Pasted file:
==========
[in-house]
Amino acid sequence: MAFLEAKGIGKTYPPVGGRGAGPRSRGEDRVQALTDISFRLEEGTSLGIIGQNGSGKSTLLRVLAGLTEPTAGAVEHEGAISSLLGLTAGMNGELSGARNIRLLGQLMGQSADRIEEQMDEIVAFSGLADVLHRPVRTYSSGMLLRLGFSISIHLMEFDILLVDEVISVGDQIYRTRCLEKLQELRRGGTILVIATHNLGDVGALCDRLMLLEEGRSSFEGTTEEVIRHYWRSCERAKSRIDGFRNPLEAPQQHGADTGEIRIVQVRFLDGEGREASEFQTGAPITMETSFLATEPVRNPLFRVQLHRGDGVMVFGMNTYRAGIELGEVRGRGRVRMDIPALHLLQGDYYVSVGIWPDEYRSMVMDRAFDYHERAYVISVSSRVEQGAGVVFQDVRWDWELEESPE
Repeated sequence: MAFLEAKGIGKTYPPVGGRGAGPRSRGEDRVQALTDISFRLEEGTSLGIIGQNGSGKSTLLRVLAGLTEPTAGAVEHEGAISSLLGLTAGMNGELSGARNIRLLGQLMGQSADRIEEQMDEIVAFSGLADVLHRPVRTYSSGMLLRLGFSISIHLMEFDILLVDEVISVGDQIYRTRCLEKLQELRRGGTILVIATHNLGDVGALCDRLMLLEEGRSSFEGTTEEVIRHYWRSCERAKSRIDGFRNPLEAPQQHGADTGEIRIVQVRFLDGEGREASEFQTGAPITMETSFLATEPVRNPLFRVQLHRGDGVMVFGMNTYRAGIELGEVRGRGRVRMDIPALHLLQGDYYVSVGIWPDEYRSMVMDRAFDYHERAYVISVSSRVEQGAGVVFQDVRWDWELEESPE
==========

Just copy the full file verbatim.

[in-house]
Amino acid sequence: MAFLEAKGIGKTYPPVGGRGAGPRSRGEDRVQALTDISFRLEEGTSLGIIGQNGSGKSTLLRVLAGLTEPTAGAVEHEGAISSLLGLTAGMNGELSGARNIRLLGQLMGQSADRIEEQMDEIVAFSGLADVLHRPVRTYSSGMLLRLGFSISIHLMEFDILLVDEVISVGDQIYRTRCLEKLQELRRGGTILVIATHNLGDVGALCDRLMLLEEGRSSFEGTTEEVIRHYWRSCERAKSRIDGFRNPLEAPQQHGADTGEIRIVQVRFLDGEGREASEFQTGAPITMETSFLATEPVRNPLFRVQLHRGDGVMVFGMNTYRAGIELGEVRGRGRVRMDIPALHLLQGDYYVSVGIWPDEYRSMVMDRAFDYHERAYVISVSSRVEQGAGVVFQDVRWDWELEESPE
Repeated sequence: MAFLEAKGIGKTYPPVGGRGAGPRSRGEDRVQALTDISFRLEEGTSLGIIGQNGSGKSTLLRVLAGLTEPTAGAVEHEGAISSLLGLTAGMNGELSGARNIRLLGQLMGQSADRIEEQMDEIVAFSGLADVLHRPVRTYSSGMLLRLGFSISIHLMEFDILLVDEVISVGDQIYRTRCLEKLQELRRGGTILVIATHNLGDVGALCDRLMLLEEGRSSFEGTTEEVIRHYWRSCERAKSRIDGFRNPLEAPQQHGADTGEIRIVQVRFLDGEGREASEFQTGAPITMETSFLATEPVRNPLFRVQLHRGDGVMVFGMNTYRAGIELGEVRGRGRVRMDIPALHLLQGDYYVSVGIWPDEYRSMVMDRAFDYHERAYVISVSSRVEQGAGVVFQDVRWDWELEESPE